The demand for jobs is outstripping supply in countries like Saudi Arabia, Oman and Bahrain, forcing nationals to accept semi-skilled jobs despite the fact they are university educated. People Management spoke to Abdulmajeed Al Balushi, acting managing director – Middle East at The RBL Group, about how companies can capture and utilise the unrealised talent of GCC nationals.

Is the growth of higher education in the Gulf states good news for business?

Yes. According to the Statistical Centre for the Gulf Cooperation Council’s 2016 report GCC Economy Prospects 2016-2017, the number of higher education students increased by 14 per cent in the academic year 2011/12, compared to the previous year, while the number of Gulf students studying abroad increased by 34 per cent over the same period.

This will contribute in a positive way to the labour market due to the creation of a specialised workforce in various fields. However, it will require a completely different style of job creation, and one that is increasingly based on the private sector in the short and medium term.

What needs to be different about the style of job creation?

Companies should employ modern technologies to increase the efficiency of their operations and speed up their capacity building efforts, which in turn will enhance their competitive advantage.

The banking, financial services and communications industries are successful at utilising modern technology to create skilled jobs and specialised employment opportunities, resulting in very high numbers of nationals being employed, which in some Gulf countries exceeds 90 per cent of the total number of jobs in those sectors.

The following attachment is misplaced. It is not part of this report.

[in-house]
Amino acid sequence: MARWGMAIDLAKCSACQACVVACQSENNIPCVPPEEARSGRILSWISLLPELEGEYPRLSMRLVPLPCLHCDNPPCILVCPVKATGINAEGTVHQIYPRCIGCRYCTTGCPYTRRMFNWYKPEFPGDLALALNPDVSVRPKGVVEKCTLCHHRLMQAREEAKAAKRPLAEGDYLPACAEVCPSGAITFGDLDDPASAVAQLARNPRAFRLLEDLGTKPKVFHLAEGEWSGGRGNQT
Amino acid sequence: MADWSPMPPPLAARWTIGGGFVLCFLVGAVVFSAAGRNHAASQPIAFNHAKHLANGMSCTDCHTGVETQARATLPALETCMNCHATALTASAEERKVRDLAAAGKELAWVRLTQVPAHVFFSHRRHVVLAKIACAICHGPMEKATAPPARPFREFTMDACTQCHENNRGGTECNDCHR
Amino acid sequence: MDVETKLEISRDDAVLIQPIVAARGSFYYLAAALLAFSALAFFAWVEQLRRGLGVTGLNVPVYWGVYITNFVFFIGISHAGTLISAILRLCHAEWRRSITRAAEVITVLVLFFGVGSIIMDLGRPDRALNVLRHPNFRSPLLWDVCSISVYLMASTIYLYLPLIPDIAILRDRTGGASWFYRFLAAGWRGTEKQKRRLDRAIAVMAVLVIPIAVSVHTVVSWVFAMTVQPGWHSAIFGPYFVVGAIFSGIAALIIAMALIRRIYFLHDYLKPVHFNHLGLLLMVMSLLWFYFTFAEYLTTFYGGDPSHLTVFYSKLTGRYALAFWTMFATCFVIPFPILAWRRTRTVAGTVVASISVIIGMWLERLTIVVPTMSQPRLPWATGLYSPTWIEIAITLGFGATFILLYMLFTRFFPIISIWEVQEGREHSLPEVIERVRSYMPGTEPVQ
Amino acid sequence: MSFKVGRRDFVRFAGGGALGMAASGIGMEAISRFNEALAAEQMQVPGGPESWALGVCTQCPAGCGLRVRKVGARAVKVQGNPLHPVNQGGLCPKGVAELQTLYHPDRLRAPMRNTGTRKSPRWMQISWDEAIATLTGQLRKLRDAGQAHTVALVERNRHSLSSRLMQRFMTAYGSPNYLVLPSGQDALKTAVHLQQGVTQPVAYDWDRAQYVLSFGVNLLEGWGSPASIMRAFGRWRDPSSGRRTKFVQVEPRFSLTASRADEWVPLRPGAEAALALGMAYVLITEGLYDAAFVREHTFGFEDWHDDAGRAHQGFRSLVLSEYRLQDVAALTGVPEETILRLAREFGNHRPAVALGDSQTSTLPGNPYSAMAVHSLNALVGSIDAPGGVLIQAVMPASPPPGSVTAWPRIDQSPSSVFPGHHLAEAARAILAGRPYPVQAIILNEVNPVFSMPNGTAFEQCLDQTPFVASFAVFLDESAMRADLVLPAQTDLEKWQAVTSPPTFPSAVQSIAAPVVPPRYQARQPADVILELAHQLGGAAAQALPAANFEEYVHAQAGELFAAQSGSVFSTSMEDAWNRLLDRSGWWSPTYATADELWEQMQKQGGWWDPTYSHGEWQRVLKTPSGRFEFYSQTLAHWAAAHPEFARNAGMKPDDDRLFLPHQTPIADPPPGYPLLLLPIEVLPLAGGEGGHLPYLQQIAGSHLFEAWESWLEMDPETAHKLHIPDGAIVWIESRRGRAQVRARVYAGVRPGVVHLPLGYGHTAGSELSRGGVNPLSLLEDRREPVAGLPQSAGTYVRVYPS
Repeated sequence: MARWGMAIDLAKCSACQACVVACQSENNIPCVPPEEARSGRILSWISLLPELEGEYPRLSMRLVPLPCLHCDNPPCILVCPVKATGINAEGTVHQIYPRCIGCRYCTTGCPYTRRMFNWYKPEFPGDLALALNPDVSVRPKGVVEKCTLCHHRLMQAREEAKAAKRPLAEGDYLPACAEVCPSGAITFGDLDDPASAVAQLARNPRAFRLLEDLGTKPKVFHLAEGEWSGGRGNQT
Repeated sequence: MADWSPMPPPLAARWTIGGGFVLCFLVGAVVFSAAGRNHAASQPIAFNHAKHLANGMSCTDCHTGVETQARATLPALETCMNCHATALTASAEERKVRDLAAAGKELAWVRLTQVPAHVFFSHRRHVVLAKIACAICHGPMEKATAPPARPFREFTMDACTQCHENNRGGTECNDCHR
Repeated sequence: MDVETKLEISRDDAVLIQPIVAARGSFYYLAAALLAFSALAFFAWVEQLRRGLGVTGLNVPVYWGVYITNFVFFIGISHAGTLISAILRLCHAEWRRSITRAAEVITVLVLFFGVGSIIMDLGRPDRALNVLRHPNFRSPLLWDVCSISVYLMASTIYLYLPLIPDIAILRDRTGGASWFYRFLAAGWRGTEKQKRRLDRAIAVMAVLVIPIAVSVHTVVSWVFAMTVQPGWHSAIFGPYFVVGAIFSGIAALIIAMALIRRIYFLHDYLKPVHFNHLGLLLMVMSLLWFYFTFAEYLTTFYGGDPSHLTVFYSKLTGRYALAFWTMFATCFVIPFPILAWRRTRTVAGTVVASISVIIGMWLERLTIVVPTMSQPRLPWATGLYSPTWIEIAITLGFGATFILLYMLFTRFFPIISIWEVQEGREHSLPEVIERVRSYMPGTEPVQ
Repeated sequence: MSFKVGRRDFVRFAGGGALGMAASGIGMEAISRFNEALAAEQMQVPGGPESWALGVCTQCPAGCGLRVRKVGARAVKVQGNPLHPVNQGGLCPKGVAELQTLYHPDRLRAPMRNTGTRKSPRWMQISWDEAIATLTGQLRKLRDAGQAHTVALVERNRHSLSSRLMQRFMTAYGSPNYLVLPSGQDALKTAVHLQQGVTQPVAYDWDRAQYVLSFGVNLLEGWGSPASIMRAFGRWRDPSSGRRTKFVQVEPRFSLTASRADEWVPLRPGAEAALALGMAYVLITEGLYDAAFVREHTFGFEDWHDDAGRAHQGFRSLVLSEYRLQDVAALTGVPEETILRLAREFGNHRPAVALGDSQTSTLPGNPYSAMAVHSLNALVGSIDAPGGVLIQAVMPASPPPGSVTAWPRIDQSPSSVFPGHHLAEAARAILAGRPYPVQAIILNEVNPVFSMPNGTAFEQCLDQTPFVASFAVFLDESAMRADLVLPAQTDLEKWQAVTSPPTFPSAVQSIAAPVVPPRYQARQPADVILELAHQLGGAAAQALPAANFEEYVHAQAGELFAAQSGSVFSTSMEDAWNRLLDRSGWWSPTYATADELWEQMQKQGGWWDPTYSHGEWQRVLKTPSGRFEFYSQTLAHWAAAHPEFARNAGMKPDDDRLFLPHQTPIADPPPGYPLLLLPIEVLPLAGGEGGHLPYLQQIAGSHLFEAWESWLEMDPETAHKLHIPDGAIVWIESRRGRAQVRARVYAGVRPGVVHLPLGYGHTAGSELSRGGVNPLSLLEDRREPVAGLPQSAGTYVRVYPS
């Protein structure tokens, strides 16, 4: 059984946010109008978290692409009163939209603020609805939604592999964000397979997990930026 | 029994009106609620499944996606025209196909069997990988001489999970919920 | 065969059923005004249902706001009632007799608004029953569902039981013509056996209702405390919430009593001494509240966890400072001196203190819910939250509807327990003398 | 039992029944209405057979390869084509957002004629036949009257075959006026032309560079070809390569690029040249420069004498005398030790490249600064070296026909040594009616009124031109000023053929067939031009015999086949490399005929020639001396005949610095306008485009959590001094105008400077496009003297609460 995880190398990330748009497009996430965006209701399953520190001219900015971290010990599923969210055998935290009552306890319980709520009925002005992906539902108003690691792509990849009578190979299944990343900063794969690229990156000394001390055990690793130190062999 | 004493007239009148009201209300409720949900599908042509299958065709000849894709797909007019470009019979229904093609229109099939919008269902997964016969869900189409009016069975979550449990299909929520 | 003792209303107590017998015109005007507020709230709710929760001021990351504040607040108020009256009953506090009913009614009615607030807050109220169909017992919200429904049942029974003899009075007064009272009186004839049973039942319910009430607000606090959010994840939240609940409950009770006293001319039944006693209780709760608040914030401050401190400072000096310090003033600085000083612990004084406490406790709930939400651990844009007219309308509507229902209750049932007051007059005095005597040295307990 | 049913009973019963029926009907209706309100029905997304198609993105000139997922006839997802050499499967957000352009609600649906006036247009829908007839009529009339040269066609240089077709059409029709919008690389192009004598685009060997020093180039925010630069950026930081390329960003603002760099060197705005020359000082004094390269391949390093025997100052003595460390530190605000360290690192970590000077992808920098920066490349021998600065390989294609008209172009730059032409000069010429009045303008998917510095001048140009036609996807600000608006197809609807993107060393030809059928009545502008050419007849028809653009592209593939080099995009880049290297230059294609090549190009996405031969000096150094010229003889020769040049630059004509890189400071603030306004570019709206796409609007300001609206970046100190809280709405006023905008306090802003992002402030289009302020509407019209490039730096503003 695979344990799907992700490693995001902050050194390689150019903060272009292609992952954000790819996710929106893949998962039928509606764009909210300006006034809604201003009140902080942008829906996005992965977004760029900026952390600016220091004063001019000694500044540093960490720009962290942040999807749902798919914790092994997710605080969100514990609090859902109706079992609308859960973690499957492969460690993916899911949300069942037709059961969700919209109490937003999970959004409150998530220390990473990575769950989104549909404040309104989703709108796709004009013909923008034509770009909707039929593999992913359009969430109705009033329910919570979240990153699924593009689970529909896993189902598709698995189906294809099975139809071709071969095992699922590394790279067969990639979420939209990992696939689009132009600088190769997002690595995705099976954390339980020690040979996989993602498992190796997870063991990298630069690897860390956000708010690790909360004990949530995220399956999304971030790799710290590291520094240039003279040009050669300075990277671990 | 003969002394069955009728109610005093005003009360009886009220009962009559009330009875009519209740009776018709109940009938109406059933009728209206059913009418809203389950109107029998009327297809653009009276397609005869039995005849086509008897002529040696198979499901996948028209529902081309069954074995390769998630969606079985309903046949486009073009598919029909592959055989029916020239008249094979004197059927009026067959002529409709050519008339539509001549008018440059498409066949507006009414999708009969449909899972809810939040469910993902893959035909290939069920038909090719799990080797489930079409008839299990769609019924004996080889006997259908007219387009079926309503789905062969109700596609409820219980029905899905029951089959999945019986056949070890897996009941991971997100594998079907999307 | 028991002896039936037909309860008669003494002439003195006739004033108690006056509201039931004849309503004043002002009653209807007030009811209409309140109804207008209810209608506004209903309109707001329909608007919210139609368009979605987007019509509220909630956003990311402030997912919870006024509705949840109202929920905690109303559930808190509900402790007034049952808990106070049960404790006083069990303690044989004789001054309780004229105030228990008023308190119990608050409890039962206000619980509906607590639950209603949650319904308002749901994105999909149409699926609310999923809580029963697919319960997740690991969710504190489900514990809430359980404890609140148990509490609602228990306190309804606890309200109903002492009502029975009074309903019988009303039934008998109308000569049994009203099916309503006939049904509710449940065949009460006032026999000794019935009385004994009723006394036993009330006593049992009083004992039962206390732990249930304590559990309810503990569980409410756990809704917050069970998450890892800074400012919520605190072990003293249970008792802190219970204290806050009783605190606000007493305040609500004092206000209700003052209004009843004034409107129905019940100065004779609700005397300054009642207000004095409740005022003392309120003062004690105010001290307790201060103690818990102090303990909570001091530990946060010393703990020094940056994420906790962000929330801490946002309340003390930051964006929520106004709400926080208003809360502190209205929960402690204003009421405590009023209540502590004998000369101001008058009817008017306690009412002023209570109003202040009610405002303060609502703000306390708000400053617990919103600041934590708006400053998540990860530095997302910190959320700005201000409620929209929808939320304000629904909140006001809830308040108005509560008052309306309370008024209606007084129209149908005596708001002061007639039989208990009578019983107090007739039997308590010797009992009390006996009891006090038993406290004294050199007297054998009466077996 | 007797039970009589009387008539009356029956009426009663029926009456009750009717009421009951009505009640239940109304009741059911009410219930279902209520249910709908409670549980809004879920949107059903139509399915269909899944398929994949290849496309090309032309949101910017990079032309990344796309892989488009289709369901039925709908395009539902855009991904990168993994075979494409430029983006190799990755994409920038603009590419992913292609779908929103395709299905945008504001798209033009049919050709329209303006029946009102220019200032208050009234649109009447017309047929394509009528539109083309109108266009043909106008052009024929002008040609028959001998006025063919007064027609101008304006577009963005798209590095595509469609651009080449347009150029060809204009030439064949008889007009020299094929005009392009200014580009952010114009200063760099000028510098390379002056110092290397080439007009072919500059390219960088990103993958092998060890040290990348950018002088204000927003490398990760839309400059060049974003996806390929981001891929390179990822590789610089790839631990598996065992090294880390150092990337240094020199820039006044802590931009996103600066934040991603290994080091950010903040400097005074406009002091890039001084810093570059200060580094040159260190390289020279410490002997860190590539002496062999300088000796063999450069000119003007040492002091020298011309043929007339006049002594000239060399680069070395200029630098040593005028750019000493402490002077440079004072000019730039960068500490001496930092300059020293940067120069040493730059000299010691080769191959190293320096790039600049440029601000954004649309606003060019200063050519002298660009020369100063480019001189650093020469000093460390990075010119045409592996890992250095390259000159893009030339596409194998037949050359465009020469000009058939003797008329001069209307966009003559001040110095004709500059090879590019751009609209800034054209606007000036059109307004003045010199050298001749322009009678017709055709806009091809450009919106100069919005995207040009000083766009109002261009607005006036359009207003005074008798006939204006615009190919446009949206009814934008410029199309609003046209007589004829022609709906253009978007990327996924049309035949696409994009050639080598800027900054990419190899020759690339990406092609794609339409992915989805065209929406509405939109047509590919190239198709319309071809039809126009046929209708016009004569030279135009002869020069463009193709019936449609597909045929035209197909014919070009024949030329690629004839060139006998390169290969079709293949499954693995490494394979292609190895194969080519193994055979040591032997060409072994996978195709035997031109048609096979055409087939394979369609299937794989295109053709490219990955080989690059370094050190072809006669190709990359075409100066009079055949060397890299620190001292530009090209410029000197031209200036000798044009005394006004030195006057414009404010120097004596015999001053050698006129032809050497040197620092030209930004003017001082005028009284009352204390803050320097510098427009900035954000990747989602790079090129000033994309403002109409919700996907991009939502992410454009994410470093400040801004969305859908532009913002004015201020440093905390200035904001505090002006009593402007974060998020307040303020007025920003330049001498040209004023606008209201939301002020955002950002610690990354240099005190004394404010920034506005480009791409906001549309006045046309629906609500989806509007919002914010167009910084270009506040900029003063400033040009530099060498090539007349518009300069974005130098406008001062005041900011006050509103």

Why are there so many unskilled jobs?

There is an absence of research and development by companies in respect to technologies that can help create specialised jobs in engineering and technology. And there’s a lack of integration between academic research institutions and companies operating in the oil and gas sector, which has led to the continuation of the Gulf countries being a technology consumer, rather than a supplier.

The geographic position of the Gulf countries and their proximity to cheap labour-exporting countries has directly contributed to the promotion of a specific pattern of investment, which also contributes to the creation of unskilled jobs.

According to the World Economic Forum’s report The Future of Jobs, a large percentage of GCC nationals are employed in sectors that are at high risk of disruption by new digital technologies. How important is it for them to ensure they are skilled in digital technology relevant to their profession, in order to ensure their skills remain relevant?

Part of the digital transformation at any organisation is the people element. HR is key to ensuring the success of this transformation, and has to focus not only on building people capabilities, but also on building the right leadership to be able to interact with these new technologies through a new mindset focused on big data and augmented solutions.

In addition, architecting the right culture in the organisation is a critical element to this success. Putting the right talent management systems, leadership development and organisation capability in place is the first step for businesses to transform.

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